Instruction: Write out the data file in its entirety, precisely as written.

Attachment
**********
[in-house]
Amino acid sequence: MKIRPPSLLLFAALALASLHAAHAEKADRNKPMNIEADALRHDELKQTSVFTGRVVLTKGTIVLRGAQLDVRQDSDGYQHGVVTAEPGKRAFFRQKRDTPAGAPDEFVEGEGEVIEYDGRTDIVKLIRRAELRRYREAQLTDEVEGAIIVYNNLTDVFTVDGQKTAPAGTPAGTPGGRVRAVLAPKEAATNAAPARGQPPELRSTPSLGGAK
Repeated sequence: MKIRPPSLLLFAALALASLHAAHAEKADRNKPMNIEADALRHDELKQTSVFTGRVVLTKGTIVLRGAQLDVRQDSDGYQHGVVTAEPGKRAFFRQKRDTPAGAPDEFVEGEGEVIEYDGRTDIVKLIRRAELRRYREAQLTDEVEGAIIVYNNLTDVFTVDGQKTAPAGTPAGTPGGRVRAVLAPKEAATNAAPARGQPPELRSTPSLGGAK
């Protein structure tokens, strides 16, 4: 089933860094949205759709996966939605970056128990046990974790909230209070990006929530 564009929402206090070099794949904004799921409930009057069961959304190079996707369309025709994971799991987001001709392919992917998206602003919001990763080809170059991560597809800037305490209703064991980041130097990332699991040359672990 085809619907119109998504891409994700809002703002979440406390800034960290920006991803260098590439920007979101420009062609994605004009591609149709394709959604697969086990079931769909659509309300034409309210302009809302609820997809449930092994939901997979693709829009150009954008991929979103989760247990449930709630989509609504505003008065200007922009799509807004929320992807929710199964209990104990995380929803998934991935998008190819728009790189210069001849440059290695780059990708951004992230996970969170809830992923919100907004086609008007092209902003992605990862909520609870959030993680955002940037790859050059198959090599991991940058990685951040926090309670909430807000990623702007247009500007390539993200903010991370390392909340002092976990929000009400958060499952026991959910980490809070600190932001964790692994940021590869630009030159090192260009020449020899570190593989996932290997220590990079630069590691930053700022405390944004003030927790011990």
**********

[in-house]
Amino acid sequence: MKIRPPSLLLFAALALASLHAAHAEKADRNKPMNIEADALRHDELKQTSVFTGRVVLTKGTIVLRGAQLDVRQDSDGYQHGVVTAEPGKRAFFRQKRDTPAGAPDEFVEGEGEVIEYDGRTDIVKLIRRAELRRYREAQLTDEVEGAIIVYNNLTDVFTVDGQKTAPAGTPAGTPGGRVRAVLAPKEAATNAAPARGQPPELRSTPSLGGAK
Repeated sequence: MKIRPPSLLLFAALALASLHAAHAEKADRNKPMNIEADALRHDELKQTSVFTGRVVLTKGTIVLRGAQLDVRQDSDGYQHGVVTAEPGKRAFFRQKRDTPAGAPDEFVEGEGEVIEYDGRTDIVKLIRRAELRRYREAQLTDEVEGAIIVYNNLTDVFTVDGQKTAPAGTPAGTPGGRVRAVLAPKEAATNAAPARGQPPELRSTPSLGGAK
């Protein structure tokens, strides 16, 4: 089933860094949205759709996966939605970056128990046990974790909230209070990006929530 564009929402206090070099794949904004799921409930009057069961959304190079996707369309025709994971799991987001001709392919992917998206602003919001990763080809170059991560597809800037305490209703064991980041130097990332699991040359672990 085809619907119109998504891409994700809002703002979440406390800034960290920006991803260098590439920007979101420009062609994605004009591609149709394709959604697969086990079931769909659509309300034409309210302009809302609820997809449930092994939901997979693709829009150009954008991929979103989760247990449930709630989509609504505003008065200007922009799509807004929320992807929710199964209990104990995380929803998934991935998008190819728009790189210069001849440059290695780059990708951004992230996970969170809830992923919100907004086609008007092209902003992605990862909520609870959030993680955002940037790859050059198959090599991991940058990685951040926090309670909430807000990623702007247009500007390539993200903010991370390392909340002092976990929000009400958060499952026991959910980490809070600190932001964790692994940021590869630009030159090192260009020449020899570190593989996932290997220590990079630069590691930053700022405390944004003030927790011990």